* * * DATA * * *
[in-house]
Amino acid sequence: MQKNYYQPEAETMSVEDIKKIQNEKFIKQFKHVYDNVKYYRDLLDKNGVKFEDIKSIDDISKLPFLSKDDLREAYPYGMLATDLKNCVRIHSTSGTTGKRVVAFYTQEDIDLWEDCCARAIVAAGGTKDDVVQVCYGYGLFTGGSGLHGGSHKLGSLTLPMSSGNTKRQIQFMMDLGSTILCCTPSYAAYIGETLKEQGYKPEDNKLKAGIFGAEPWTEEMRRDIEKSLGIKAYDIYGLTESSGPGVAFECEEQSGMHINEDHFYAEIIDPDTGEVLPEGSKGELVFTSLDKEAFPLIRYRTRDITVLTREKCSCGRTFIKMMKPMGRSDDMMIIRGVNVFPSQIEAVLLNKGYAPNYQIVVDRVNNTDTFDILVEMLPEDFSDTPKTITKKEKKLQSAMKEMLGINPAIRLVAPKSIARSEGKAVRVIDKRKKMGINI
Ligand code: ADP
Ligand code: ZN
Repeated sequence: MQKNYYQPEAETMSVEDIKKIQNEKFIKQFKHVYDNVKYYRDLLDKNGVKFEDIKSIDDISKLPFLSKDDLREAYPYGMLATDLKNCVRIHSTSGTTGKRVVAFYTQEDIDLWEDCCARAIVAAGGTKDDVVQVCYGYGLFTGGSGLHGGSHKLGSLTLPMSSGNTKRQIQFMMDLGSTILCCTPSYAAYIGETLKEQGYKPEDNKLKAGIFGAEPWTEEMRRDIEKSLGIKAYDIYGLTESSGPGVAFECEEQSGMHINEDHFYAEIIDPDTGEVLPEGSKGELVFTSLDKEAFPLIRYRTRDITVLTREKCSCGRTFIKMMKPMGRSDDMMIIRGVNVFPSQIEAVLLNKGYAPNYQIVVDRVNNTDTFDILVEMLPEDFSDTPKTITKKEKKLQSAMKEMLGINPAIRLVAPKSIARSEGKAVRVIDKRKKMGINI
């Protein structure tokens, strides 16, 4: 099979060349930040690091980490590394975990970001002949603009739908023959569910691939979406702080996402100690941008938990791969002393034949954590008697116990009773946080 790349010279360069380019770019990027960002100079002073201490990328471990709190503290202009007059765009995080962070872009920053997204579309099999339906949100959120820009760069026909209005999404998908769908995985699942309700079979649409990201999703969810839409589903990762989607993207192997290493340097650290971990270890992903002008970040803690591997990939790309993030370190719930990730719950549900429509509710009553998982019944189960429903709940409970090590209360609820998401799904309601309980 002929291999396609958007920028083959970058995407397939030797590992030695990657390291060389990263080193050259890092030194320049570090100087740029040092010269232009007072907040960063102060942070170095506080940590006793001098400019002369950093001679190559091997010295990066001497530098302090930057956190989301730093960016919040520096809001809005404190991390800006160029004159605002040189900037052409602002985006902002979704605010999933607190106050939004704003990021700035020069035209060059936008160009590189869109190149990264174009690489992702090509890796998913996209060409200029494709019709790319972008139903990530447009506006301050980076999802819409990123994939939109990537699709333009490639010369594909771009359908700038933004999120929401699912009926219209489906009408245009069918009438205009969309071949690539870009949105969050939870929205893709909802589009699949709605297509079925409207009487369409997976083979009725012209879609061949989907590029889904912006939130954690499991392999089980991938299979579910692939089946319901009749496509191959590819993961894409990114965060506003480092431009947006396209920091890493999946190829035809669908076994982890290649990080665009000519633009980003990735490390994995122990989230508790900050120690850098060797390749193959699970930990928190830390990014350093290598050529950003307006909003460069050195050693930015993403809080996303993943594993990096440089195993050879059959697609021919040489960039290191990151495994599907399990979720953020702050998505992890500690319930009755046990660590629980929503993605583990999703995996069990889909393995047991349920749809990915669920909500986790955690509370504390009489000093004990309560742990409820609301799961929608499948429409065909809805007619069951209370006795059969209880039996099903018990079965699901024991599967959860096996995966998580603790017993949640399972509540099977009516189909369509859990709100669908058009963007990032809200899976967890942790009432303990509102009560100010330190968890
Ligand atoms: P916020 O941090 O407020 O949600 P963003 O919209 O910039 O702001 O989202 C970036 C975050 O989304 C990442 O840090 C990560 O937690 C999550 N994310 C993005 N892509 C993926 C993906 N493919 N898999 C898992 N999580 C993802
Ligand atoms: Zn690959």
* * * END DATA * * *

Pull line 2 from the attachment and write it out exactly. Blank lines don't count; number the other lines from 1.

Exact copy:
Amino acid sequence: MQKNYYQPEAETMSVEDIKKIQNEKFIKQFKHVYDNVKYYRDLLDKNGVKFEDIKSIDDISKLPFLSKDDLREAYPYGMLATDLKNCVRIHSTSGTTGKRVVAFYTQEDIDLWEDCCARAIVAAGGTKDDVVQVCYGYGLFTGGSGLHGGSHKLGSLTLPMSSGNTKRQIQFMMDLGSTILCCTPSYAAYIGETLKEQGYKPEDNKLKAGIFGAEPWTEEMRRDIEKSLGIKAYDIYGLTESSGPGVAFECEEQSGMHINEDHFYAEIIDPDTGEVLPEGSKGELVFTSLDKEAFPLIRYRTRDITVLTREKCSCGRTFIKMMKPMGRSDDMMIIRGVNVFPSQIEAVLLNKGYAPNYQIVVDRVNNTDTFDILVEMLPEDFSDTPKTITKKEKKLQSAMKEMLGINPAIRLVAPKSIARSEGKAVRVIDKRKKMGINI